Man of many roles left his mark on early Dalby
THE old water carrier came down the street with his horse 'Magic' hauling a two wheeled cart with a water tank on board.
He was heading for the public well that was in Cunningham Street near the Church of England. He could be heard coming as he eloquently expressed his happiness in his native Galway accent.
"Hoo! Tiddle-tum tiddlety, Tiddle-tum tiddlety tiddle tum Tee,” he sang.
John Healy was well known in Dalby as he had been around a good while, but sadly he had come down in the world but that didn't mar his happiness
He had become the landlord of the Royal Hotel in the early 1860s. He must have been popular as he nominated in Dalby's second municipal elections and top scored becoming mayor. It was his only year as mayor but he did another year in council. In 1866 he advertised in the paper:
"St Patrick's Day in Dalby - John Healy, the landlord of the Royal Hotel, is determined that the day devoted to the Patron Saint of the Sons of the Emerald Isle, shall not by any means pass unnoticed, and has already commenced preparations for celebrating the 17th March, by a grand supper and ball (under distinguished patronage). Stewarts will be appointed as last year.”
At some period John was appointed chief magistrate. It was said he had a sterling good nature and was brimming over with goodwill to all.
He was on the bench when some fellows were hauled before him on an alcoholic misdemeanour. He addressed them: "D'y moine me now! Oi fine ye foive bob, si oi do, 'an pay up loike a man”.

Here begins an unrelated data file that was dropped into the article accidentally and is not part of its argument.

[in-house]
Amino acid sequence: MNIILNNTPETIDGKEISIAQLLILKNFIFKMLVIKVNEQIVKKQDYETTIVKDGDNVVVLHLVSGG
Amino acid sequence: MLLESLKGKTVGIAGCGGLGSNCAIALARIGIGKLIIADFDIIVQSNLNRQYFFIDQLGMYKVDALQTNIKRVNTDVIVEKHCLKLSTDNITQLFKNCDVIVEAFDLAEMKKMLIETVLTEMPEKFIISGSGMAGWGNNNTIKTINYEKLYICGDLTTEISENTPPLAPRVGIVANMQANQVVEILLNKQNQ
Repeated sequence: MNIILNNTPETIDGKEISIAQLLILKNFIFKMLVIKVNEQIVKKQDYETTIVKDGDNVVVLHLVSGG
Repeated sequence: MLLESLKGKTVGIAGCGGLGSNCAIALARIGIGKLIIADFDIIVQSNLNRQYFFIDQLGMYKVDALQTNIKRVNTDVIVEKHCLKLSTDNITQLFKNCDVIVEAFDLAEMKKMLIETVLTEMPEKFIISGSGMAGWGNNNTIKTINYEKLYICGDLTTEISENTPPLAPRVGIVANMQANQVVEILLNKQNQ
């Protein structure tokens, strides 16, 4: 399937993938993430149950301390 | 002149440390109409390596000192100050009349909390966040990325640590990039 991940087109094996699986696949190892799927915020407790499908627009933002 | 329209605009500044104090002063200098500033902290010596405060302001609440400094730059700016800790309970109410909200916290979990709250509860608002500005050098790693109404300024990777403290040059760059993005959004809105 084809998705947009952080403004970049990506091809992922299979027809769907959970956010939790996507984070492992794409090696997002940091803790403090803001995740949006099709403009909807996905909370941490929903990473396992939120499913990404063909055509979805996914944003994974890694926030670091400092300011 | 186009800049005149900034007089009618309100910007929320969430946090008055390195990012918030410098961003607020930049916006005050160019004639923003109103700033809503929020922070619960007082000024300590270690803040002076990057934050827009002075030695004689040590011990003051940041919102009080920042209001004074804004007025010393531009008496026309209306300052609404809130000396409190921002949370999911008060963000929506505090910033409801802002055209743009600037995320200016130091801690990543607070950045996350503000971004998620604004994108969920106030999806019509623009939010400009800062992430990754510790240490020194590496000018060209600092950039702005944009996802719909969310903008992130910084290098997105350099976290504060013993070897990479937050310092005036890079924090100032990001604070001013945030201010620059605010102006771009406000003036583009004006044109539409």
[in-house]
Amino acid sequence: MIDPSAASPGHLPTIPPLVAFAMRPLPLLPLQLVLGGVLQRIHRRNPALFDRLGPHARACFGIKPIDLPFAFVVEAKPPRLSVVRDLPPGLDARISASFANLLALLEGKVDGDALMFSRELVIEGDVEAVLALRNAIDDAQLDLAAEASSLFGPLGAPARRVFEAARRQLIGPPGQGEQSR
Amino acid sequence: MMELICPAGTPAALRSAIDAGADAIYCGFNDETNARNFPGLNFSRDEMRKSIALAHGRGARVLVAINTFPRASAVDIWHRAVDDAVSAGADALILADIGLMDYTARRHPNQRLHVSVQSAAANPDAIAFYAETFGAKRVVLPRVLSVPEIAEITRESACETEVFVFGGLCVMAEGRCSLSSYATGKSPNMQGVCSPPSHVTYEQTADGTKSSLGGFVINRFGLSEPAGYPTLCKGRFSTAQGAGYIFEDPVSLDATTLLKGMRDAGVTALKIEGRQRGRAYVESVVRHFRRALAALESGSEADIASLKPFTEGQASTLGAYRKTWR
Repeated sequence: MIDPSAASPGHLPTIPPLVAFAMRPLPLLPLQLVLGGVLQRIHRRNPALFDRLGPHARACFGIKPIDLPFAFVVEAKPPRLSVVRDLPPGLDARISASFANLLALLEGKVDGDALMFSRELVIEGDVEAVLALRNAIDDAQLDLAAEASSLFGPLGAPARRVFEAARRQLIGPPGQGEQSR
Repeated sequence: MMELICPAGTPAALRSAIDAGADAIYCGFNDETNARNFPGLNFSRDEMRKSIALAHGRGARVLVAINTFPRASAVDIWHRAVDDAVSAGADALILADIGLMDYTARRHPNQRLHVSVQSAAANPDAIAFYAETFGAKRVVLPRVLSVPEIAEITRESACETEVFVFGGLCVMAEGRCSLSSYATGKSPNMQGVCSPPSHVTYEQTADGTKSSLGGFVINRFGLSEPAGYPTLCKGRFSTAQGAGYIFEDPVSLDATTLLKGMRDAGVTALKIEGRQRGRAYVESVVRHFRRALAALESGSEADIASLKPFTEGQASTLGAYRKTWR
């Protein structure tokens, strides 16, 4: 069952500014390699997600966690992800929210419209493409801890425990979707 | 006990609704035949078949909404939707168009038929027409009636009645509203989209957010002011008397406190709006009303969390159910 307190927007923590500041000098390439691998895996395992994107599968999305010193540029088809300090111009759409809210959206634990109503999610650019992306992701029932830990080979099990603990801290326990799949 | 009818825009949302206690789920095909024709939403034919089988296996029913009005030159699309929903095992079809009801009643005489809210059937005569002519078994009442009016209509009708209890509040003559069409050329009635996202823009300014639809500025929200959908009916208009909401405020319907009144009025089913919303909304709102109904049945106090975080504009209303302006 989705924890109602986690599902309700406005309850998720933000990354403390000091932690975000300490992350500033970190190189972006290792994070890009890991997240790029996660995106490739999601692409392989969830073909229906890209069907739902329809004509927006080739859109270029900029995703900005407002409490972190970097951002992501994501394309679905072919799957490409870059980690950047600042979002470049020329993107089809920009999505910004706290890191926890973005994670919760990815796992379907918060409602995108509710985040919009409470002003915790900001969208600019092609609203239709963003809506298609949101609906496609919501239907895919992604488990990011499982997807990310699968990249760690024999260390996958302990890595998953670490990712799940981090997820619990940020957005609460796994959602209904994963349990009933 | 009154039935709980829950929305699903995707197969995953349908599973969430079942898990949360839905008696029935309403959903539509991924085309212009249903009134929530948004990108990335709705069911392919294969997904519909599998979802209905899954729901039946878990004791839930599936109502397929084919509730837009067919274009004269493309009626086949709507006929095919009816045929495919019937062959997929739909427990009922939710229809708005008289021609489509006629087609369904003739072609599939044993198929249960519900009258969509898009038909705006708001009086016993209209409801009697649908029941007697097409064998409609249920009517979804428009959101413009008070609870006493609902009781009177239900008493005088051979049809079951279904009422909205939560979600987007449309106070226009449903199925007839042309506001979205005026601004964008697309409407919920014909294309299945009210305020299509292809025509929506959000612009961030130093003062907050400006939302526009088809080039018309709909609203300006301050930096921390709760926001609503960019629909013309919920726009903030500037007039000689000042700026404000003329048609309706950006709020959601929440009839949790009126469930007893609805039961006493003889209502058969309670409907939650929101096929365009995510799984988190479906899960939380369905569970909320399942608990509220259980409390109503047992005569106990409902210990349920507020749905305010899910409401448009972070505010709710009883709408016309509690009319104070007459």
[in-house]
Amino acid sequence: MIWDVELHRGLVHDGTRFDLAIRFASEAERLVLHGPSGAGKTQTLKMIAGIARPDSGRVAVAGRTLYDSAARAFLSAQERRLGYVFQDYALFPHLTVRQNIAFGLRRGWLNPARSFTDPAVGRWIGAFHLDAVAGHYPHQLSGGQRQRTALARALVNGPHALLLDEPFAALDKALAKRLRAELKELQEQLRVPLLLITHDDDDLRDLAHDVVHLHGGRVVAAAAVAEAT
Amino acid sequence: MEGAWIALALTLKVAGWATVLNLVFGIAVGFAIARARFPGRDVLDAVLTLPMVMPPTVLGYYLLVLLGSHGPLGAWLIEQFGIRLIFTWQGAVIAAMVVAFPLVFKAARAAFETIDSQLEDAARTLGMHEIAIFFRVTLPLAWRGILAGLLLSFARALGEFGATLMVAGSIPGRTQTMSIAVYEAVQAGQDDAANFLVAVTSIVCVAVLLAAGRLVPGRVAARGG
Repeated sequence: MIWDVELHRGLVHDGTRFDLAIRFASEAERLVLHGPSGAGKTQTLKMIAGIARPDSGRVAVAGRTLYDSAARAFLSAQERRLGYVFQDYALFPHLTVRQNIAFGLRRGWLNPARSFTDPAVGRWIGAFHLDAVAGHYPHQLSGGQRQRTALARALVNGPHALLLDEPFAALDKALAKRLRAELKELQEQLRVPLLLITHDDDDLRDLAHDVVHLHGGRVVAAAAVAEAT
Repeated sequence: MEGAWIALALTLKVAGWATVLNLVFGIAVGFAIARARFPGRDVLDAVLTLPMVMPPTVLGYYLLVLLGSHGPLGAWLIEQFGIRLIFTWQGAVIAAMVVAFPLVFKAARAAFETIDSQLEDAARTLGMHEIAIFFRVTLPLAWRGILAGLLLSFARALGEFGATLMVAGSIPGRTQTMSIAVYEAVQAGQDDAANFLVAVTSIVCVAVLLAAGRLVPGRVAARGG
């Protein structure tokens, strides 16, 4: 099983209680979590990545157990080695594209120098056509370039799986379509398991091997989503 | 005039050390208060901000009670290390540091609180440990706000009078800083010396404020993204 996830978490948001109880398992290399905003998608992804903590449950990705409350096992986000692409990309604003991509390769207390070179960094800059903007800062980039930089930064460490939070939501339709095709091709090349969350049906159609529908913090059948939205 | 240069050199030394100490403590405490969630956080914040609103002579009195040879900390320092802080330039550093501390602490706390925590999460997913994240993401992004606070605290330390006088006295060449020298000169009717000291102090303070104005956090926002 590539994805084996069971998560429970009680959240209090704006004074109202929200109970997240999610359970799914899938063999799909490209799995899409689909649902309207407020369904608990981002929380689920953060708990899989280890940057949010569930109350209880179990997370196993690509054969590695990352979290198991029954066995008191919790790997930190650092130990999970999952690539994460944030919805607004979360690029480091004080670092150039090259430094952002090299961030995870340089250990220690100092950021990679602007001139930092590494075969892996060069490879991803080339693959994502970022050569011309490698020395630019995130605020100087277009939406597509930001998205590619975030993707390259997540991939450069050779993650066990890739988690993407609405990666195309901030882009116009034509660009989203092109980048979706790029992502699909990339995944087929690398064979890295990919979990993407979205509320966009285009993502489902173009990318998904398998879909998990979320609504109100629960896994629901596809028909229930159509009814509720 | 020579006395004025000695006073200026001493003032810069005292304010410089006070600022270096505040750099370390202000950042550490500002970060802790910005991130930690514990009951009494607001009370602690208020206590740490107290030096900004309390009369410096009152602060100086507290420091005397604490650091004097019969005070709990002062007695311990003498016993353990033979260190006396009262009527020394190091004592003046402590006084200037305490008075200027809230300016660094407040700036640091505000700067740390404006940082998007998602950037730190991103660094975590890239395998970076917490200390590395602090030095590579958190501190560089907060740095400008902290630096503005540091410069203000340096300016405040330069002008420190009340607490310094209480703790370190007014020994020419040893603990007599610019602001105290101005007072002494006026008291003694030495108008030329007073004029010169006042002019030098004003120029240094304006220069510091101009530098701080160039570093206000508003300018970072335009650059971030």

"Now git ye away doun t' Ann and tell her to loan ye foive bob. Don't come before me again, or oi'll make it warm fur ye.”
Ann was his wife who was working down at the hotel and probably these men had been patrons there.
Such was the style of a pioneer magistrate in Dalby during the 1860s. Healy the Magistrate added "tell her to give ye a dhrink, too, an' some breakfast”.
The years took their financial toll on the versatile Irishman and he ended up as a water carrier which didn't seem to perturb him to any extent. Finally his stock in trade was a very old tank with holes and still older dilapidated cart pulled by an ancient horse. However when 'Magic' died of old age, they said John's heart died with him. The local citizens replaced the horse but it could not revive him.
John Healy died in July 1909 and was remembered well by those who knew him.